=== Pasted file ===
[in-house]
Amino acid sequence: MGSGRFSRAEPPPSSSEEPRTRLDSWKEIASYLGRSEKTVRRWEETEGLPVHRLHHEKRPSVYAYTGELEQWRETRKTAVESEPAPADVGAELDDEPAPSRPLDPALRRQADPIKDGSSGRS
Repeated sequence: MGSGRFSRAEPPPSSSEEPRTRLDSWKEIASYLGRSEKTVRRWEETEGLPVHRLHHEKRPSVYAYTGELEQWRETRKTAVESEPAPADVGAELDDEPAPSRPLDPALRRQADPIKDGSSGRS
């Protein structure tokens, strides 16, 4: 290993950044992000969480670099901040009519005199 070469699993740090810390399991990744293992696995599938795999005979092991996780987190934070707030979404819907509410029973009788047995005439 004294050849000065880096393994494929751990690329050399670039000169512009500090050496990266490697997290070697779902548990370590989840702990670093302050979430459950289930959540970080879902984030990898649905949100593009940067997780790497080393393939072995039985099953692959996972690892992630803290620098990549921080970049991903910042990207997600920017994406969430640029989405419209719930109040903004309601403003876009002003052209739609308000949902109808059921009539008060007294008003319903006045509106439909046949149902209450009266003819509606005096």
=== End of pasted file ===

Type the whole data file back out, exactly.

[in-house]
Amino acid sequence: MGSGRFSRAEPPPSSSEEPRTRLDSWKEIASYLGRSEKTVRRWEETEGLPVHRLHHEKRPSVYAYTGELEQWRETRKTAVESEPAPADVGAELDDEPAPSRPLDPALRRQADPIKDGSSGRS
Repeated sequence: MGSGRFSRAEPPPSSSEEPRTRLDSWKEIASYLGRSEKTVRRWEETEGLPVHRLHHEKRPSVYAYTGELEQWRETRKTAVESEPAPADVGAELDDEPAPSRPLDPALRRQADPIKDGSSGRS
């Protein structure tokens, strides 16, 4: 290993950044992000969480670099901040009519005199 070469699993740090810390399991990744293992696995599938795999005979092991996780987190934070707030979404819907509410029973009788047995005439 004294050849000065880096393994494929751990690329050399670039000169512009500090050496990266490697997290070697779902548990370590989840702990670093302050979430459950289930959540970080879902984030990898649905949100593009940067997780790497080393393939072995039985099953692959996972690892992630803290620098990549921080970049991903910042990207997600920017994406969430640029989405419209719930109040903004309601403003876009002003052209739609308000949902109808059921009539008060007294008003319903006045509106439909046949149902209450009266003819509606005096």